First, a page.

On Tuesday Hillary Clinton finally admitted to ABC World News Tonight anchor David Muir that using a private server for her emails as secretary of state “was a mistake.” The rest of us have known that since the story broke in March.
This belated concession won’t end the controversy. A half-year of misleading and inaccurate statements has demolished her credibility.
Mrs. Clinton continues to insist that her use of a private server was permitted. “What I did was allowed,” she told the Associated Press the day before her ABC interview. “It was allowed by the State Department.”
Mrs. Clinton used similar words last Friday, when NBC’s Andrea Mitchell pressed her on warnings about personal email accounts in the State Department’s operating manual and the U.S. code. “It was allowed,” Mrs. Clinton said. “I chose to do it, as others who had been in high official positions had, as well.”
Even the liberal-leaning Ms. Mitchell wasn’t buying this. “I don’t think there’s any precedent for anyone just relying on a personal email system at your level of government,” she replied. Ms. Mitchell went on to ask: “Did anyone in your inner circle say, ‘This isn’t such a good idea. Let’s not do this’?” Mrs. Clinton’s response: “I was not thinking a lot when I got in. There was so much work to be done.”
Translation: She was so buried with her new job, she didn’t think about the consequences of abandoning the department’s email system and setting up an unsecured private server in her basement for herself and her top staff.
Yet at least one question remains. Did anyone ask the State Department Office of the Legal Adviser for permission for her jury-rigged email arrangement? Or did she simply decide its legality on her own?
On Saturday the Washington Post revealed that a State Department tech staffer, Bryan Pagliano, was hired to set up and maintain her private server. Since her husband and daughter also used the server, Mr. Pagliano was paid directly by the family, the Clinton Foundation or another related entity. Government employees must report this outside income, which cannot exceed 15% of their annual salaries. Yet Mr. Pagliano did not list these payments on his annual financial disclosures for the years 2009 to 2013, which would violate the law.
Did Mrs. Clinton or her people consult either the State Department’s Office of the Legal Adviser or the U.S. Office of Government Ethics to receive permission for this highly unusual arrangement?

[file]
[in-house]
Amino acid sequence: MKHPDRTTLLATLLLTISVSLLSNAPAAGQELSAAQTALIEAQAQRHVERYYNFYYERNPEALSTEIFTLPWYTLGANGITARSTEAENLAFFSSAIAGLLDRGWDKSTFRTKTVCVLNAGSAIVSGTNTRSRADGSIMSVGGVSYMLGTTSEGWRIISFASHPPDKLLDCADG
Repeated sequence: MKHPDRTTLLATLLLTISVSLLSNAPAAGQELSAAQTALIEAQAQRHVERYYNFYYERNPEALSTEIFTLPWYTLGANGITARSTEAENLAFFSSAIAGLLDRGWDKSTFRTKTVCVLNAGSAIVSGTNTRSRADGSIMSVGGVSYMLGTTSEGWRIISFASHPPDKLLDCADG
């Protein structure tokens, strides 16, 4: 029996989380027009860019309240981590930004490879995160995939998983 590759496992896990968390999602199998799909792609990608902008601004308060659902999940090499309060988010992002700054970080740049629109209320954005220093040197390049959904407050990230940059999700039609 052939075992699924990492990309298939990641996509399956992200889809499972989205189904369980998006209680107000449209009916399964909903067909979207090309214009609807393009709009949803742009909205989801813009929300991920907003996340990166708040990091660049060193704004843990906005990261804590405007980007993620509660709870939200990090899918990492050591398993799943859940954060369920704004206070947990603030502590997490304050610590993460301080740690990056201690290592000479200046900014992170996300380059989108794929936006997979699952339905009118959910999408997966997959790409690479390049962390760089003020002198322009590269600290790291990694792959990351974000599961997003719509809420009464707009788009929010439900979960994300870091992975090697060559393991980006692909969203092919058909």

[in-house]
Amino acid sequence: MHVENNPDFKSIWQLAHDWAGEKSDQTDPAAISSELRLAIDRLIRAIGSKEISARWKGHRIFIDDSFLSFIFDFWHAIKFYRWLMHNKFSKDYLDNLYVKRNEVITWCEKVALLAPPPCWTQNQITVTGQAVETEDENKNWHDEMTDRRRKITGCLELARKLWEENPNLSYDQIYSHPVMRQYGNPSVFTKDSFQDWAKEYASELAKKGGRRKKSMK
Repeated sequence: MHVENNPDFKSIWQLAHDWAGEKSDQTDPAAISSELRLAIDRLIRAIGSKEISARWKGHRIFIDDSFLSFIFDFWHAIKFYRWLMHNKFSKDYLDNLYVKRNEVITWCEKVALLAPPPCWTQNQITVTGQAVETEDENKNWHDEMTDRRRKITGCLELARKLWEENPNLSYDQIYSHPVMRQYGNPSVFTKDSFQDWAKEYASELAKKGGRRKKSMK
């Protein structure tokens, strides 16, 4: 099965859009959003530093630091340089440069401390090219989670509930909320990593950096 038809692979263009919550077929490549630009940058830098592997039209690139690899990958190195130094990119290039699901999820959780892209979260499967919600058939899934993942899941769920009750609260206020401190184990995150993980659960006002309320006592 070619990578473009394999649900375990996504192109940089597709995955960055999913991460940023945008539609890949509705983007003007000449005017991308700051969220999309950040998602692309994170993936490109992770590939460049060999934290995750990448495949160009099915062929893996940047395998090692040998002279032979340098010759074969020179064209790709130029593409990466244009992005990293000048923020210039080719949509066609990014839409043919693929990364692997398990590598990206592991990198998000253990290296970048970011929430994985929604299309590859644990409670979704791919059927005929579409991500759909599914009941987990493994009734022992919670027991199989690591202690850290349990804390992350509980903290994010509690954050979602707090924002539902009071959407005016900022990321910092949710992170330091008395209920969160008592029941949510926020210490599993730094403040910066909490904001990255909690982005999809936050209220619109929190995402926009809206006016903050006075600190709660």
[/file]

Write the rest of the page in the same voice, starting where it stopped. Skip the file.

Then there is Huma Abedin, who in June 2012 was granted “special government employee” status. The Office of Government Ethics says Congress created this designation in 1962 to allow “experts, consultants and other advisers” to be temporarily brought into government without having to “forego their private professional lives as a condition of temporary service.” A special government employee may serve “for not more than 130 days during any period of 365 consecutive days.”
So while Ms. Abedin was a State Department employee making $135,000 a year, she was also employed by Teneo, an international consultancy founded by President Bill Clinton’s former adviser Doug Band. The firm’s website proclaims that “we sit at the center of information and networks, offering unparalleled execution to capture opportunities and solve complex problems.”
In addition, Ms. Abedin was a contractor to the Clinton Foundation and at some point was also paid by Mrs. Clinton personally, drawing as many as four paychecks.
When Ms. Mitchell asked about this arrangement, Mrs. Clinton distanced herself. “I was not directly involved in that,” she said, which is hard to believe since she was both Ms. Abedin’s boss and paying her personally. Then Mrs. Clinton offered her stock defense of Ms. Abedin, saying, “Everything that she did was approved, under the rules, as they existed, by the State Department.”
The same question arises: Did Mrs. Clinton or her office ask the State Department’s Office of the Legal Adviser for approval? Was Ms. Abedin’s unusual arrangement blessed by the department’s ethics officials, as the U.S. Office of Government Ethics recommends?
For months, Mrs. Clinton has made statements about her email server that have turned out to be misleading or false. The claim that everything was allowed looks to be the latest. The burden rests on Team Clinton: Produce the lawyers who approved these shenanigans.
A version of this article appeared September 10, 2015, in the U.S. edition of The Wall Street Journal, with the headline Hillary's Email Defense Demands Proof and online at WSJ.com.